Date posted: 07-Apr-2016
If your interest is in wildlife photography please join us on Tiritiri Matangi Islan..
Date posted: 07-Feb-2016
Island visitors are invited to submit their images for our 2016 photographic competition.
Date posted: 07-Feb-2016
Our 2016 musical event will take place on the 5th March. This year we are hosting the Nukes, a d..
Date posted: 06-Feb-2016
Staff at the Department of Conservation have produced a stunning new video of the Island to temp..
Date posted: 24-Nov-2015
We have a new help page on our website where we will occasionally post requests for assistance. ..
Date posted: 24-Sep-2015
At our Annual General Meeting, held on Monday 21st September, a new chairperson and committee we..
Date posted: 07-May-2015
Anyone interested in New Zealand birds will be delighted to hear the latest edition of H..
Date posted: 27-Apr-2015
Those who enjoyed Caitlin Smith and Nigel Gavin's wonderful performance at this year's S..
Date posted: 09-Sep-2013
Watch out for coverage in the national media this week for a new campaign by 'Include a Charity ..
Date posted: 03-Oct-2012
Many thanks to Pieter Huisman who made this short film of the wonderful Jazz concert hel..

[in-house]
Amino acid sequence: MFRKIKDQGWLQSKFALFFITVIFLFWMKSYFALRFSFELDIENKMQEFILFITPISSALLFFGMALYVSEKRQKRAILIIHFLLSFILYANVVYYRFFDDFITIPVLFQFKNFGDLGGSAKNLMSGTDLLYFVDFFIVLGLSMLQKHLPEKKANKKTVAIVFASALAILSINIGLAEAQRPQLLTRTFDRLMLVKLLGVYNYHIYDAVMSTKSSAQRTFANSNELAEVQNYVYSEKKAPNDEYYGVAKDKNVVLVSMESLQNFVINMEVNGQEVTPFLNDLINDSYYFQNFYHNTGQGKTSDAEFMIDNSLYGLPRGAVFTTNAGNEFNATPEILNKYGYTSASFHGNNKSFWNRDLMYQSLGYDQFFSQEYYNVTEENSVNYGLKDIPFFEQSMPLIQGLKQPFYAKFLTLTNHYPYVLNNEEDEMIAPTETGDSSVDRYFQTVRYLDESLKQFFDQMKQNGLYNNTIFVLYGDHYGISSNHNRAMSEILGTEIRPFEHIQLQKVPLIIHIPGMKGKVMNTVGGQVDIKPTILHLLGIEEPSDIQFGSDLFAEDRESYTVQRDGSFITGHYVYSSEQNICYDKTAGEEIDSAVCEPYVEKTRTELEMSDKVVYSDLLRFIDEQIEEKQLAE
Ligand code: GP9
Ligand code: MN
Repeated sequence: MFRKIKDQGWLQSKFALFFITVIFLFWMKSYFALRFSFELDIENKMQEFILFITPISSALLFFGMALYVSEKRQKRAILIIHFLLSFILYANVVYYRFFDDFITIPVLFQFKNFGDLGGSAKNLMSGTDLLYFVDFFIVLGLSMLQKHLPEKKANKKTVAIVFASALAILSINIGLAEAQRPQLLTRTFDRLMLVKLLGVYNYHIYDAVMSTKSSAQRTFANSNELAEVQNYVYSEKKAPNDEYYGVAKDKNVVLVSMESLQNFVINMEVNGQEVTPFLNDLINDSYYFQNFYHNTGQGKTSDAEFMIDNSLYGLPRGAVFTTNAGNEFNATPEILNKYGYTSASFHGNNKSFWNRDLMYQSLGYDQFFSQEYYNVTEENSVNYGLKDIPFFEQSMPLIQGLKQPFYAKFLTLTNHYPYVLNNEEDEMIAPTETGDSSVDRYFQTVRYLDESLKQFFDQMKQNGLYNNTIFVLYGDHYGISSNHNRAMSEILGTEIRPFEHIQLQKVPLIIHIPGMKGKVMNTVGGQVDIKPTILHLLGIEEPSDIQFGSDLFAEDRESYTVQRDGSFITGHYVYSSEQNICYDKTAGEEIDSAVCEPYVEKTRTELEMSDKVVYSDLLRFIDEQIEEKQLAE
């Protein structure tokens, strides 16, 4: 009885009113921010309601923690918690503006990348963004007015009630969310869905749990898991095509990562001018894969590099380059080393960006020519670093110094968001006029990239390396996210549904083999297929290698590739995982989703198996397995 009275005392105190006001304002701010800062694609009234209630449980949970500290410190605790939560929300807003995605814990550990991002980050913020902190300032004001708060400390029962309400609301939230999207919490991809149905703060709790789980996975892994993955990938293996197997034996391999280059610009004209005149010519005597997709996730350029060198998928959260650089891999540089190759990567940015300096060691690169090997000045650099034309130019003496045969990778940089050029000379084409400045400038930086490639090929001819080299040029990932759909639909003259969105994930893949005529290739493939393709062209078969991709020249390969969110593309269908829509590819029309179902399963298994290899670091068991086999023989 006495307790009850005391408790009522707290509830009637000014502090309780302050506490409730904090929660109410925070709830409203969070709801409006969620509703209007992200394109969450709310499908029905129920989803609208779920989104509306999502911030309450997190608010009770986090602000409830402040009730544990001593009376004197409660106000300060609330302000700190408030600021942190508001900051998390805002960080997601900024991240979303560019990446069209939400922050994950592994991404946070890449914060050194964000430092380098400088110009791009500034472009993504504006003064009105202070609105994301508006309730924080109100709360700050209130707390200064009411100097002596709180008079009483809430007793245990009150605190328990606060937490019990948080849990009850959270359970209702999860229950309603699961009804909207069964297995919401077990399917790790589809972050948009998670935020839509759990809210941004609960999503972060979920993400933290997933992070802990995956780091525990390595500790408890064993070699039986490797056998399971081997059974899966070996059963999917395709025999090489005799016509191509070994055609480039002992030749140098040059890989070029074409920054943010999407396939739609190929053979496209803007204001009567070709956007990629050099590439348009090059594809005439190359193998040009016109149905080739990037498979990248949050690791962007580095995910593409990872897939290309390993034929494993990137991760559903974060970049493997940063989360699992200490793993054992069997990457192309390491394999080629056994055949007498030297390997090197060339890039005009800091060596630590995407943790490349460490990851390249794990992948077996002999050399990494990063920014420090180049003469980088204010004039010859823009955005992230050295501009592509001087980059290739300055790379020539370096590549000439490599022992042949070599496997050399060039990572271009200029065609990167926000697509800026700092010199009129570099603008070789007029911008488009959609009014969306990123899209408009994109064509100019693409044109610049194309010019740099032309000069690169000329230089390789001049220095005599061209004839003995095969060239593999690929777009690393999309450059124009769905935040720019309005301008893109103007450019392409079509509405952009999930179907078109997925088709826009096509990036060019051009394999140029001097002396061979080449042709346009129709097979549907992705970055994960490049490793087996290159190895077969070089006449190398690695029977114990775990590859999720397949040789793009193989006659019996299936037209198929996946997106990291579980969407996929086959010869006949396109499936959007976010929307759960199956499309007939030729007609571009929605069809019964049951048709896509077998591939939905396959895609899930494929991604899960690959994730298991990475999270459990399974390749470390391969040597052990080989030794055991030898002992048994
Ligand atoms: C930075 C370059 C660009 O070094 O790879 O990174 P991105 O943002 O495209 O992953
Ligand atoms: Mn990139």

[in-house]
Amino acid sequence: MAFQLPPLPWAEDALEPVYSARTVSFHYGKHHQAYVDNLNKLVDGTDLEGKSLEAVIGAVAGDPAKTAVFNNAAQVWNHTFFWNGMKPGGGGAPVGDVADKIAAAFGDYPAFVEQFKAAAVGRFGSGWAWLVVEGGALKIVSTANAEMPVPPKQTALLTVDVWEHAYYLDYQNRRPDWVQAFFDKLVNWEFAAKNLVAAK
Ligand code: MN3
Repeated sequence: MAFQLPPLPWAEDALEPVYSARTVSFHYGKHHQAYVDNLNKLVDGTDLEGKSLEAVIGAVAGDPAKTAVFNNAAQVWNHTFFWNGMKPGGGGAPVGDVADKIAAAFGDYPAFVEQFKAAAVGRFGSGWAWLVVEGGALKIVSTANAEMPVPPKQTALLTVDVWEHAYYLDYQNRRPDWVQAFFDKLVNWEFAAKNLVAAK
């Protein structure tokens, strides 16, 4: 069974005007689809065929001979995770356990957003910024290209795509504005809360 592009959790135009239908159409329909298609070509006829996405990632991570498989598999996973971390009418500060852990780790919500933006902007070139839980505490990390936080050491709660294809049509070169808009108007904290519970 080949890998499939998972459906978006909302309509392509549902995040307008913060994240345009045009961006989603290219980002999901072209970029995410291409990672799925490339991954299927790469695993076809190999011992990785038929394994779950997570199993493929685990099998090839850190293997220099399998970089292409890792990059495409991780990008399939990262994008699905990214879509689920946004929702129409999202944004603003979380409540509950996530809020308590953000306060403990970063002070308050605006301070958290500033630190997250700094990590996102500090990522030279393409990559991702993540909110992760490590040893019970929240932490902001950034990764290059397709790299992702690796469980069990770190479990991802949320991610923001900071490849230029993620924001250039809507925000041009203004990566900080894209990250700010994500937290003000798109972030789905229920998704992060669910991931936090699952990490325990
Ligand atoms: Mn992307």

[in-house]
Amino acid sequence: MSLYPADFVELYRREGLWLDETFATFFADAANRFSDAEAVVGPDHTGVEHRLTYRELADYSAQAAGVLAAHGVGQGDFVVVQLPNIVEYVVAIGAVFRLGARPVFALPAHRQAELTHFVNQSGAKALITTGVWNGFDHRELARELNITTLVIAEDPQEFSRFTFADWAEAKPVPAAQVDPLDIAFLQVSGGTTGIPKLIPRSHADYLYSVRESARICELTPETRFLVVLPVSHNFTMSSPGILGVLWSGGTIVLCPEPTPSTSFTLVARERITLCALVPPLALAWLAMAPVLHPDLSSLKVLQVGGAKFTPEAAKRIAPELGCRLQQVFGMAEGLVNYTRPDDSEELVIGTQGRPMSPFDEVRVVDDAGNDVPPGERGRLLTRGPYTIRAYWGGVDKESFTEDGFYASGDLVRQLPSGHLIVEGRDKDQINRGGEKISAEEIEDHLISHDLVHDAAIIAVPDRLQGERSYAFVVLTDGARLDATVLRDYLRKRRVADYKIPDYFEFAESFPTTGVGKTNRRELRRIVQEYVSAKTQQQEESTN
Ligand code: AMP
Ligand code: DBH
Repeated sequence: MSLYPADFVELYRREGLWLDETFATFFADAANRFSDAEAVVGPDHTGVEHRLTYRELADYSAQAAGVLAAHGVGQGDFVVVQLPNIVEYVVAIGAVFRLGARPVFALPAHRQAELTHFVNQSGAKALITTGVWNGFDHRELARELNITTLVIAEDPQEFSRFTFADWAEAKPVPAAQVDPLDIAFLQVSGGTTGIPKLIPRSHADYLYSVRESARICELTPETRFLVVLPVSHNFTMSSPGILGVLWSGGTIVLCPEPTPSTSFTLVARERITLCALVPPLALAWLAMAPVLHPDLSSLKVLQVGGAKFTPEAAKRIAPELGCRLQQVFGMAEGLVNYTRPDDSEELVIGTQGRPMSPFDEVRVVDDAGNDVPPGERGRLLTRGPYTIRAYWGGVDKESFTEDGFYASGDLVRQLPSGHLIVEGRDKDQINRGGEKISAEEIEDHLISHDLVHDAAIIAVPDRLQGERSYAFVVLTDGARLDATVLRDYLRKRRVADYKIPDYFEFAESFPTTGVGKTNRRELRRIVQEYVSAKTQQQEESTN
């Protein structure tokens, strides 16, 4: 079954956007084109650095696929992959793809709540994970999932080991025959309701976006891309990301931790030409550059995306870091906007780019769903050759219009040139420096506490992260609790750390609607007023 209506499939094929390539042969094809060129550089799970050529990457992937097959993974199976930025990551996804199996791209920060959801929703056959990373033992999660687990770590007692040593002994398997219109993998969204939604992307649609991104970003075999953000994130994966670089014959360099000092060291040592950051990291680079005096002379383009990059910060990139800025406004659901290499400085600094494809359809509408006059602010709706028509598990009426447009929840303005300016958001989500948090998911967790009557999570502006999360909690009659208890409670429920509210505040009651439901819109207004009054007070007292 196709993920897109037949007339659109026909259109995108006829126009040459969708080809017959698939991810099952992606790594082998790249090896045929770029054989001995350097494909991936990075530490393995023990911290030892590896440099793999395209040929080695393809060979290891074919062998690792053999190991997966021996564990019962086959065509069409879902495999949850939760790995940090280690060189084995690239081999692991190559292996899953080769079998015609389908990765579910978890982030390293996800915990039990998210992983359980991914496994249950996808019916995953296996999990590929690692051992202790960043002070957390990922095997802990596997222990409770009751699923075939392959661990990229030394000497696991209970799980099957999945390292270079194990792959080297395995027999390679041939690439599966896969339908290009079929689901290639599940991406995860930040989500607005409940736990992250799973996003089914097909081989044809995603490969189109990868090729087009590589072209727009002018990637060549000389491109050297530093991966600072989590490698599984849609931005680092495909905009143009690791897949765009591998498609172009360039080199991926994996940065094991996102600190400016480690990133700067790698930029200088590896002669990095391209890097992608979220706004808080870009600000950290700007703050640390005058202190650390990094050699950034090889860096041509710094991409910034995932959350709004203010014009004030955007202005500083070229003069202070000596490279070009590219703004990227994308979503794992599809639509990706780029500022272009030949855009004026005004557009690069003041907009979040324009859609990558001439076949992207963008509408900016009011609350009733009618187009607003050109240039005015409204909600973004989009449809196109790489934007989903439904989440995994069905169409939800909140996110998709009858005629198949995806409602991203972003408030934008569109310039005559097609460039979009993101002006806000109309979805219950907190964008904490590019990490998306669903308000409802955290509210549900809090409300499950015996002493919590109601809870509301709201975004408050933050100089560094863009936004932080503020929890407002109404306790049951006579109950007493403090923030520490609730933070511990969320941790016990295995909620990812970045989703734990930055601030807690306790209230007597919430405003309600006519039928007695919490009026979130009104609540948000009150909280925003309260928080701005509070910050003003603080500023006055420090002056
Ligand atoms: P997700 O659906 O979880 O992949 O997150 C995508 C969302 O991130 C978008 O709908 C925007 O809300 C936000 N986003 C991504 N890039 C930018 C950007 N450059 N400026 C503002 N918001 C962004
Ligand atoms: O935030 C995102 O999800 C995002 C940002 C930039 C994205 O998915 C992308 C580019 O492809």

|Botanical name:||Hebe stricta|
Koromiko forms a shrub or small tree with dull green to green-yellow lance shaped leaves. Its tiny flowers are compacted into dense inflorescences longer than the leaves. The flowers are sweetly scented and vary in colour being lilac, mauve or white. Flowering occurs summer and autumn.
Koromiko can be prominent in coastal scrub and its range is naturally restricted to the North Island.
Hebe forms N.Z’s largest genus of flowering plants. Its members express a wide ecological and morphological diversity with their habitats ranging from coastal margins to alpine regions up to 2800m above sea level. This is considered to be the highest altitude for a flowering plant in New Zealand. Their form varies from large-leaved shrubs or small trees to examples with small scale-like leaves.
Eighty eight species have been described (Hebes, Bayly and Kellow, Te Papa Press 2006). Hebe is regarded essentially as a New Zealand genus as 85 species are endemic. Two species occur in South America as well as the South Island New Zealand (possibly being distributed from New Zealand by albatross). A single species, Hebe rapensis, is endemic to Rapa in French Polynesia.
Koromiko has long been valued for its beneficial effects in cases of diarrhoea and dysentery. It was mentioned in “Martindale: The Extra Pharmacopoeia” 1895, listed as an import from New Zealand and used as a remedy for chronic dysentery and diarrhoea.
Another early use describes liquid from boiling the leaves being used as a mouth-wash or gargle. During World War II koromiko leaves were sent overseas to NZ troops in North Africa where they were used effectively to treat dysentery.
Photography by Anne Rimmer ©